Never Say Never for Conducting Fall High School Sports, Performing Arts

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Never Say Never for Conducting Fall High School Sports, Performing Arts


Dr. Karissa L. Niehoff, NFHS Executive Director      

The strangest beginning to a high school sports season in recent memory continues across the country. In some states, sports and other activity programs have been underway for several weeks. In other states, discussions continue on a fall starting date for some higher-risk sports. And in seven states plus the District of Columbia, the starting date for all sports has been pushed farther into the school year.

            The swing of emotions continued last week as state associations, in concert with state government, health and education leaders, continued to reassess the need for students’ involvement in school activities and adjust their plans to the ever-changing situations related to the coronavirus. 

            On the positive side, cheers and high-fives (among family members) were in order in Michigan, where football, soccer and volleyball were reinstated for the 2020 fall season after initially being moved to spring. Details of the Michigan High School Athletic Association’s latest changes, along with return-to-play plans for all states, are available on the Sports Seasons Modifications Map on the NFHS website.  

            And on Tuesday, Colorado Governor Jared Polis said the state is giving the green light to reconsider moving high school football back to the fall after it was pushed to the spring in early August. The Colorado High School Activities Association will be making a decision tomorrow on the possible return of football to the fall season.

The news was not as positive in Connecticut and Rhode Island, however. In Connecticut, the Connecticut Interscholastic Athletic Conference cancelled football for the fall season on the recommendation of the Connecticut Department of Public Health. With no plans for playing football in the spring, the CIAC is developing some lower-risk options for players this fall. Volleyball will be allowed in Connecticut this fall, although in New Jersey, opposite plans have been developed – football will be played this fall while girls volleyball has been moved to the spring.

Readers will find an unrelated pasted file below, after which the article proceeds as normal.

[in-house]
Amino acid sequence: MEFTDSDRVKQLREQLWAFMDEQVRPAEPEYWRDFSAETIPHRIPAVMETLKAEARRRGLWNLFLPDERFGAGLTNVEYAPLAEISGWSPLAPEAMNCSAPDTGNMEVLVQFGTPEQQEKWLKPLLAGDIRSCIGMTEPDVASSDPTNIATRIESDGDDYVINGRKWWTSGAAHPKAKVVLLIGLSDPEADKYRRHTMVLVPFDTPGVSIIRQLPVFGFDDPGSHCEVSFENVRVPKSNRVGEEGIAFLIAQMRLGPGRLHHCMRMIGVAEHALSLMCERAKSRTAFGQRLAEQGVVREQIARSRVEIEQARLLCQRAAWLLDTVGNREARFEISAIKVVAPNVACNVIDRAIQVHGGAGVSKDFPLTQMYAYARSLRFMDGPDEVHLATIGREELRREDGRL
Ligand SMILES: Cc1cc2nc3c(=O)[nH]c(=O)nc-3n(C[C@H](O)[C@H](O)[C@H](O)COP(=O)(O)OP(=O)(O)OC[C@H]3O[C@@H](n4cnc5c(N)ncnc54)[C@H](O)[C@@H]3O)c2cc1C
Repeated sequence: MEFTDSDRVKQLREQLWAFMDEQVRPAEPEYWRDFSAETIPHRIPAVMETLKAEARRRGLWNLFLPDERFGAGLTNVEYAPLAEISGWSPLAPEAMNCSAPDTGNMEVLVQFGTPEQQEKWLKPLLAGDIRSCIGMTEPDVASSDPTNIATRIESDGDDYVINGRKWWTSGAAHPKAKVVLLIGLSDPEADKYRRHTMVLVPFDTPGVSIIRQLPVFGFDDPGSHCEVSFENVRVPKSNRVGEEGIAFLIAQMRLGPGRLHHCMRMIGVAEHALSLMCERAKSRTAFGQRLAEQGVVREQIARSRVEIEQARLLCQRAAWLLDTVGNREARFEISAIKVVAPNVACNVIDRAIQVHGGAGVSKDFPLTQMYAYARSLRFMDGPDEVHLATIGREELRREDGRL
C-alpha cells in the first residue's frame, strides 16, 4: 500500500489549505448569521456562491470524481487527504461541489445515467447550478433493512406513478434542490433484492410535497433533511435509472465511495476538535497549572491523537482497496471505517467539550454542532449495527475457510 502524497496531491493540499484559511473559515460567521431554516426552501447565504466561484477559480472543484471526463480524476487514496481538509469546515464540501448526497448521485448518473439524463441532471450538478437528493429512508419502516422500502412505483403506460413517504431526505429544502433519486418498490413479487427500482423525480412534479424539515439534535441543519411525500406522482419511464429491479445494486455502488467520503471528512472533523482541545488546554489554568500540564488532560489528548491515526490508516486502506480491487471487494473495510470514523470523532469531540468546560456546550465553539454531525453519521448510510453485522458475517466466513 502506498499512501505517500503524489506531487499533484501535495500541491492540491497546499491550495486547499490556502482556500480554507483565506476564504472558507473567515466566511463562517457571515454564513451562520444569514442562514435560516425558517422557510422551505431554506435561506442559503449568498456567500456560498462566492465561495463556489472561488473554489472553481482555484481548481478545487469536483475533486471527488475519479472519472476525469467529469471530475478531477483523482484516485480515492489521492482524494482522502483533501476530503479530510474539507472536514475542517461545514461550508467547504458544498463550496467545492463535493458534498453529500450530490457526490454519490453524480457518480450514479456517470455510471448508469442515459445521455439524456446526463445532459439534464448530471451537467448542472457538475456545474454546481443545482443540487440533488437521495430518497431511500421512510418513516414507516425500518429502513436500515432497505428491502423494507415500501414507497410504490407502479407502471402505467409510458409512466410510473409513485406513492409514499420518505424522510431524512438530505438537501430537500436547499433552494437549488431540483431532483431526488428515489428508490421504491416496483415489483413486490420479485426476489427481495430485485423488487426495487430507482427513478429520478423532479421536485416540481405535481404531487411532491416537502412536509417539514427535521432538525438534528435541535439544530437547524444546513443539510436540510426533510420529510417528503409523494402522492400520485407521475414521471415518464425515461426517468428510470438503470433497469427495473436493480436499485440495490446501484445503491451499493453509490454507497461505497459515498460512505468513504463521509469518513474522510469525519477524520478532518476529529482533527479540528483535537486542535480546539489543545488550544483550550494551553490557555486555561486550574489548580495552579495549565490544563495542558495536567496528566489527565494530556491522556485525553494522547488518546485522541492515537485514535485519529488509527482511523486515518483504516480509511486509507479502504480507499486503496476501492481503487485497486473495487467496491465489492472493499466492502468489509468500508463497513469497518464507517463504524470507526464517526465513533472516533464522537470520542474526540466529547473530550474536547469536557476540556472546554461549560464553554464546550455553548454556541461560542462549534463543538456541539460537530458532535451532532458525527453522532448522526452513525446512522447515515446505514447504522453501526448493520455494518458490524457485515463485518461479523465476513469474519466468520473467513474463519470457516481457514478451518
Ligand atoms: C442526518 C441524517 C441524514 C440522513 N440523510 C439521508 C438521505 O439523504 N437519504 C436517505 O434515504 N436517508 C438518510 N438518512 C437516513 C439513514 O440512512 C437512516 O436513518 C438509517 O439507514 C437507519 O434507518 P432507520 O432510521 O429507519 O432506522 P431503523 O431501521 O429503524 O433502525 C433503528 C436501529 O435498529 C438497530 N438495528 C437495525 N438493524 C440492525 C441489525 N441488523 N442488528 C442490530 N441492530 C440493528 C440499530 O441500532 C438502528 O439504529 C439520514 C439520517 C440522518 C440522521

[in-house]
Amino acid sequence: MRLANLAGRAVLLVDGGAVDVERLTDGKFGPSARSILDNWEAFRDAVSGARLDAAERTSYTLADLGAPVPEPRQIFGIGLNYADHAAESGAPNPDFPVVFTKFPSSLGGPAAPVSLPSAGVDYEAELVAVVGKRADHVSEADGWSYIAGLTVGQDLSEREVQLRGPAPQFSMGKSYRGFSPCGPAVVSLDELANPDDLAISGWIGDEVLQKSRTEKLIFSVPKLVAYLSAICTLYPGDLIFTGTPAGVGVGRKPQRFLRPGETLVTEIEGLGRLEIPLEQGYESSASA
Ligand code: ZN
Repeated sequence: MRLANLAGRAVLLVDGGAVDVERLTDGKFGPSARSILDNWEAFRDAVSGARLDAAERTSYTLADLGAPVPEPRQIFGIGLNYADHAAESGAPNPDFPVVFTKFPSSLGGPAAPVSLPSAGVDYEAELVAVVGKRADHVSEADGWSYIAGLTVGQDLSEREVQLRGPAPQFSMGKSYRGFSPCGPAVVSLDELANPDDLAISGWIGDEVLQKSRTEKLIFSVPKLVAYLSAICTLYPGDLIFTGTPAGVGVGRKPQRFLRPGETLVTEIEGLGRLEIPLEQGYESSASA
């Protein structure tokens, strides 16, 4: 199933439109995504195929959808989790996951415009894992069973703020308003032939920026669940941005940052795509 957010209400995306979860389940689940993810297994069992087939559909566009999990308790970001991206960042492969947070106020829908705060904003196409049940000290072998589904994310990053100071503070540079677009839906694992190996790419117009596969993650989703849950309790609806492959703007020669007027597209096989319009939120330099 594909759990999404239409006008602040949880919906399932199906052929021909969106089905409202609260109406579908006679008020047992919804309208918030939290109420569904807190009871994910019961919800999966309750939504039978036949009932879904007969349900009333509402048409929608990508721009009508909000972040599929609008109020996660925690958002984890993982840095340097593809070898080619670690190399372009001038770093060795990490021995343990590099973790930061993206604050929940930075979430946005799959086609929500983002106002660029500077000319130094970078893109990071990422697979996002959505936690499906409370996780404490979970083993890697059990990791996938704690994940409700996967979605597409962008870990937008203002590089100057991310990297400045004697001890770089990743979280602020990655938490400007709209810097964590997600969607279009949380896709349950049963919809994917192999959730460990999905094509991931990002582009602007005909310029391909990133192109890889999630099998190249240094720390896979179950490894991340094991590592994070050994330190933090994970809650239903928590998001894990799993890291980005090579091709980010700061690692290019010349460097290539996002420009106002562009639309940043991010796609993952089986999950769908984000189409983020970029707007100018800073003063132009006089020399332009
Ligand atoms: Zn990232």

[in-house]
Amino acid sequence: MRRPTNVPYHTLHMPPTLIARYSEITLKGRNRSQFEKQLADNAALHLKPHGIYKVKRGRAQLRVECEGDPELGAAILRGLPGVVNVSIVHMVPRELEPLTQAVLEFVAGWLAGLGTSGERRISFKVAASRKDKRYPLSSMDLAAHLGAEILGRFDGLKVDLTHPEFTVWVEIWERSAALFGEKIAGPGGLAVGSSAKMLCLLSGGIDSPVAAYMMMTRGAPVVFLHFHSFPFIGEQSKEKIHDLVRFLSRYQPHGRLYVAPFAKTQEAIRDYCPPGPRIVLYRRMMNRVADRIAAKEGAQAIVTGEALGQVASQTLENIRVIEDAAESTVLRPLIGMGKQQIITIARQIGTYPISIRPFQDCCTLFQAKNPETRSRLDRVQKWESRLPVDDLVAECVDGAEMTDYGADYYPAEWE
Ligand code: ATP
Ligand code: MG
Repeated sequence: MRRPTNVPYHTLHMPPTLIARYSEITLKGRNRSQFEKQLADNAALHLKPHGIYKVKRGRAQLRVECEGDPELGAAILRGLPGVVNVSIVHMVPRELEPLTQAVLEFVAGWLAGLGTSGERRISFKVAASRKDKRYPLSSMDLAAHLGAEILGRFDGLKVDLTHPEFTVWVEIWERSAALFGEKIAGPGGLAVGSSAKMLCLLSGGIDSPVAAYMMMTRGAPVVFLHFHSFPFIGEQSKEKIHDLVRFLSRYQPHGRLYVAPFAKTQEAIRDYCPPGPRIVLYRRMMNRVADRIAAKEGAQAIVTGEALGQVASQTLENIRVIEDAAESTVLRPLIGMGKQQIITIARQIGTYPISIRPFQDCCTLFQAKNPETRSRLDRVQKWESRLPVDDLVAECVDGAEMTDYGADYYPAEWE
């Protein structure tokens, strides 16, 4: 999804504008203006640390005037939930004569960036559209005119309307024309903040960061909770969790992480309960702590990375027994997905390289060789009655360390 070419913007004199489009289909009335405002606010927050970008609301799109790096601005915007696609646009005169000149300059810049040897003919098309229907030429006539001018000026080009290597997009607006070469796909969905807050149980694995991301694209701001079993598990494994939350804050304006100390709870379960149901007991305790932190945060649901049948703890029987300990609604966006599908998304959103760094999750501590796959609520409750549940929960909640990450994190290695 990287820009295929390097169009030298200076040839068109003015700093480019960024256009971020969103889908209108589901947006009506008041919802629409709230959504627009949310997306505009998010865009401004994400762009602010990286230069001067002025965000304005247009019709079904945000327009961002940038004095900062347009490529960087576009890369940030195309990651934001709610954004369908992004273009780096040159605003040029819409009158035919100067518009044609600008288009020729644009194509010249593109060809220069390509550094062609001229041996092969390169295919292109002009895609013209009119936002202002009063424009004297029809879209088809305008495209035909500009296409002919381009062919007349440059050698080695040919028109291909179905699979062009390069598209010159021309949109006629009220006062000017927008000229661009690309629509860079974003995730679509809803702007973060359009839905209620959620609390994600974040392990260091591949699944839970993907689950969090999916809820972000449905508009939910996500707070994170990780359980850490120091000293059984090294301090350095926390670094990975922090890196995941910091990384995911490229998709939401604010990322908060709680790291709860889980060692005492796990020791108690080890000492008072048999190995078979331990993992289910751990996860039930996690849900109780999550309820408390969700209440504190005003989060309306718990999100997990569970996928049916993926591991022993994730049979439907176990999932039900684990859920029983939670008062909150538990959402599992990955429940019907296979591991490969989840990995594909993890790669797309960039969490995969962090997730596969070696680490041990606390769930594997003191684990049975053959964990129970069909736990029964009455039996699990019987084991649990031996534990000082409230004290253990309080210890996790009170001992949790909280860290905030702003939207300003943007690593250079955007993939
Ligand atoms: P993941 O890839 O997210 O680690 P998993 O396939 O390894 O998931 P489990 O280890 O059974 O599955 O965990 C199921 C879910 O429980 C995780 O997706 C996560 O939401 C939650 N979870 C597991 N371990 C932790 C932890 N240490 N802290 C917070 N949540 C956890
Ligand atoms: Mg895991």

In response to the governor’s orders, the Rhode Island Interscholastic League is moving football and girls volleyball to the spring season. In two other Northeast states – Maine and New York – discussions about playing higher-risk sports this fall continue.

            At the local level in the Olathe (Kansas) School District, there was an interesting twist to the subject of allowing sports to be played if students are learning virtually. In that suburban Kansas City school district, football will be allowed this fall ONLY if students are learning virtually throughout the season. Borrowed from the Wichita (Kansas) School District, this plan mimics the bubble concept of professional basketball and hockey.

            Many states, many plans and approaches. There are no single right or wrong decision made by school districts, state associations and state government, health and education leaders. However, with some of the recent developments, perhaps the new motto should be “never say never.” While decisions to delay fall sports until later in the year were made in some states many weeks ago, changes in COVID-19 positivity rates may allow for reconsideration of decisions.

            Because of the value of these programs – sports, speech, music, theatre – to the more than 12 million high school participants, we must continue to remain hopeful and look for new opportunities for students to connect through high school activity programs.

            While these programs may have to be conducted differently in the COVID-19 time with social distancing, masks and enhanced hygiene precautions, they are just as important as the classroom work. Sports and other activity programs bring people together. Everyone on the team is accepted. Everyone on the team is integral to its success. 

            In high school sports, no team member is less significant than another. All members of the team work together. They shed tears together, they heal together, and they laugh and celebrate together.

            We understand and support that health concerns related to COVID-19 must come first, but every opportunity possible for high school students to engage in sports and performing arts should remain on the table.

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Dr. Karissa L. Niehoff is starting her third year as executive director of the National Federation of State High School Associations (NFHS) in Indianapolis, Indiana. She is the first female to head the national leadership organization for high school athletics and performing arts activities and the sixth full-time executive director of the NFHS, which celebrated its 100th year of service during the 2018-19 school year. She previously was executive director of the Connecticut Association of Schools-Connecticut Interscholastic Athletic Conference for seven years.

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